Sister Mary Dominica, my sixth grade teacher, was tall, young, and wore tinted glasses. Her class was very enjoyable because she smiled so much and had a good sense of humor. Everyone liked her.
On the playground one day a group of us girls asked Sister to join us in a footrace. It took some persuasion, but she finally agreed. We were lined up on our mark, and, when the signal was given, we dashed off. In seconds Sister tripped on the hem of her long, ankle-length habit and fell face down on the asphalt. My heart beat wildly at witnessing Sister laying there hurt. She picked herself up. Sister's eyeglasses were chipped and her hands were abraded. Her face was red with embarrassment, yet she laughed. That's the kind of person Sr. Mary Dominica was. Her laughter put us at ease.
Singing and Choir
Sometimes Sister had singing time in class. She was very musically talented. I loved singing, but I didn't like when Sister stood near me. I wouldn't sing solos. We were allowed to go up into the church balcony and sing morning Mass with the 7th and 8th grade girls. Sister Mary Dominica was the organist and somehow she was also able to direct us. Those choir times were some of my best times at St. Edward. Mass was in Latin, so we learned the Mass parts, like Kyrie, Gloria, Credo, and Agnus Dei, in Latin. However, there were also many hymns that we sang in English, like "Holy God, We Praise Thy Name," which was usually sung at the end of Benediction.
From the balcony the altar seemed tiny, like dollhouse furniture. The priest, more often than not, wore black vestments over the alb, because the Masses were usually Requiems or Masses for the repose of the souls of the dead. Seated in the pews were hundreds of children. It was easy to see who was fooling around from the aerial view. A Sister would occasionally have to get up and admonish someone.
The balcony was close to the ceiling. I like to look up at the rafters, beams, and struts that supported the roof. They looked like giant "M's," which I decided stood for Mary. How I wished I could fly from the balcony and soar through the church and perhaps land, like a bird, on a beam.
Doubts about God
As I looked at all these things I went through a period of wondering about the reality of the existence of God. Was God real or was this a hoax perpetrated on us children by adults to get us to behave and obey them? My behavior was not always exemplary. I felt guilty for having such thoughts, though. In time I resolved my doubts about the existence of God. It occurred to me that there were too many intelligent adults who, themselves, did believe in God for the whole thing to be a trick.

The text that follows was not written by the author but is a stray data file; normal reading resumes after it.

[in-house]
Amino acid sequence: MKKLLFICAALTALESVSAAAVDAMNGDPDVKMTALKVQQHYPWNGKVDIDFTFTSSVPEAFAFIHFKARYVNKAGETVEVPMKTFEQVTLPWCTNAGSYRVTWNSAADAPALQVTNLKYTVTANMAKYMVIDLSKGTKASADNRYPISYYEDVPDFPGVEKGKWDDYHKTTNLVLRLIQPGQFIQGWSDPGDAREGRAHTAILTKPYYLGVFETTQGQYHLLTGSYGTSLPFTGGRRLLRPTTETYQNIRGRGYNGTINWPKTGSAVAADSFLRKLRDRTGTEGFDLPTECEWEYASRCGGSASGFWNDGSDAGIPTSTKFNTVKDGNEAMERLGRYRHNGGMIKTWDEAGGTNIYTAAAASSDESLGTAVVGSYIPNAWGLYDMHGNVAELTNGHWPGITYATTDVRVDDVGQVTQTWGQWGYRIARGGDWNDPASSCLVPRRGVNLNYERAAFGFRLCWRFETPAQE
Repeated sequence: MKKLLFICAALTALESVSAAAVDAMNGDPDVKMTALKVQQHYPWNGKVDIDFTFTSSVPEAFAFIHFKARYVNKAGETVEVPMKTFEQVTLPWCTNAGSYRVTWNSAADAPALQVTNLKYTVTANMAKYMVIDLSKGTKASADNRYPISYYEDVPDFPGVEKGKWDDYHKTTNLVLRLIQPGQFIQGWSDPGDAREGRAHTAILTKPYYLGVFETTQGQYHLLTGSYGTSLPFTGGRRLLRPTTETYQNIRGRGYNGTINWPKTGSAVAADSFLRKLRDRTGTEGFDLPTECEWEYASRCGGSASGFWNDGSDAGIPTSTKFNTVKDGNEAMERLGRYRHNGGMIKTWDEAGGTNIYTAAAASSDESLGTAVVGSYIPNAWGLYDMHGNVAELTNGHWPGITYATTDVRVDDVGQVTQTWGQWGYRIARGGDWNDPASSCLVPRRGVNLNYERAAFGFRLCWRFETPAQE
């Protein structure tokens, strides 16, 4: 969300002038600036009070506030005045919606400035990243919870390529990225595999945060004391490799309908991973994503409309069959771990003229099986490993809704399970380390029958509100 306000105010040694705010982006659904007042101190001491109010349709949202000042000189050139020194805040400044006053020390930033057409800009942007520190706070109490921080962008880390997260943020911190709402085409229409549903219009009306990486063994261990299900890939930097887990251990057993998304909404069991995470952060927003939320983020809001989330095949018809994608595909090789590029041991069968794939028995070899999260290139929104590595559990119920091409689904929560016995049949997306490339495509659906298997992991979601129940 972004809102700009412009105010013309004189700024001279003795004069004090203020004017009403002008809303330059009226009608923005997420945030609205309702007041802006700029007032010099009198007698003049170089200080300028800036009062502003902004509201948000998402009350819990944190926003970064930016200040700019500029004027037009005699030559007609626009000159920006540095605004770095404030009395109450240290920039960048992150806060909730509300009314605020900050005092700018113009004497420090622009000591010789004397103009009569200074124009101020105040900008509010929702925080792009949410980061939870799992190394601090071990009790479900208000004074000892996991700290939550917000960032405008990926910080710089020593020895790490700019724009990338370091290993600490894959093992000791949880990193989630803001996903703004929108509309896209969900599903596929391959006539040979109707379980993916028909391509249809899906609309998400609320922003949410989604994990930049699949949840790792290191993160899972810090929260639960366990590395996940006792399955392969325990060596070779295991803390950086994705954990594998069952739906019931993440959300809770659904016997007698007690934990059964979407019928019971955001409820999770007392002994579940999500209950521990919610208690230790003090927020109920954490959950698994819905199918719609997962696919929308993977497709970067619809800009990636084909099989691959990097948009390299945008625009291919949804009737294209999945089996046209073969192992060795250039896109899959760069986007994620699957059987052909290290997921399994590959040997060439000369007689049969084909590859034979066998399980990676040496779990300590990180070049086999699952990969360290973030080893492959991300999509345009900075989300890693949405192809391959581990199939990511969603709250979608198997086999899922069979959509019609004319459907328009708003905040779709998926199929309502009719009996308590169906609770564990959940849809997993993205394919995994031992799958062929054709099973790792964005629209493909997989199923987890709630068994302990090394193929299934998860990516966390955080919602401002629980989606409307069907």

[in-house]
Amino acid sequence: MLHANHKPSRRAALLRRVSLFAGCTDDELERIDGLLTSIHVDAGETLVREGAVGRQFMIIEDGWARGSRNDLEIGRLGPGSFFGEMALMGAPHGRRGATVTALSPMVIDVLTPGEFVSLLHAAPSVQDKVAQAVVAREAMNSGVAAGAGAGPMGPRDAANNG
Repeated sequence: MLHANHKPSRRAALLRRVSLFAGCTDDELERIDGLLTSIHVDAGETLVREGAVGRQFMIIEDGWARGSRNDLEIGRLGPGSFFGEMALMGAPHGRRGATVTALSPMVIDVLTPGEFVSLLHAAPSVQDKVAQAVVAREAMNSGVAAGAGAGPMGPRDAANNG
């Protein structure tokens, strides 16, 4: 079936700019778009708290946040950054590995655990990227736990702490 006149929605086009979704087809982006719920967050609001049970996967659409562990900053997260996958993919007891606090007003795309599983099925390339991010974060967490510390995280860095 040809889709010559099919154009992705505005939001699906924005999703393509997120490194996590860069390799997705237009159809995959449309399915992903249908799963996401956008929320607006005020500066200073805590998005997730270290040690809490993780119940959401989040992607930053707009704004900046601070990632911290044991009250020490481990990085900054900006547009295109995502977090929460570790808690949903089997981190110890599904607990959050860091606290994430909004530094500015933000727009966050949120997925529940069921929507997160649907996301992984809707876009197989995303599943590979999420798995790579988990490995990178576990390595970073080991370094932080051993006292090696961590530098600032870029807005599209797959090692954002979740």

English Class Challenge
One day in English class, we were studying descriptive paragraphs. Our textbook, Voyages in English, had a descriptive paragraph about a school building which Sister Dominica read aloud to us. When finished she asked, "Is it a good paragraph?" I boldly responded, "No, it stinks!" To which she countered, "Then YOU will write a better one." To save face I said I could. So that was my challenge.
That evening I sat on my bed pondering what to write. I decided to describe my bedroom. I carefully observed the walls, bed, dressers, bedspreads, bookshelf, and curtains. Desperately I tried to think of word imagery that would convey a picture of my room. I stared at the plaques of Snow White and the Seven Dwarfs that hung on the mint green wall. I kept starting over. Nothing I wrote seemed good enough. Why had I ever opened my mouth like that? Time was ticking away and I would soon have to go to bed. I finished at last. But was it good enough? Was it better than the paragraph in the book? I had doubts.
Next day Sister called on me to read my descriptive paragraph in front of the other 55 children. I did. There was dead silence. Then everyone started clapping! Sister was smiling. Everyone thought it was good, and Sister said it was better than the one in the book! How relieved I felt. And I learned a lesson is self control as well.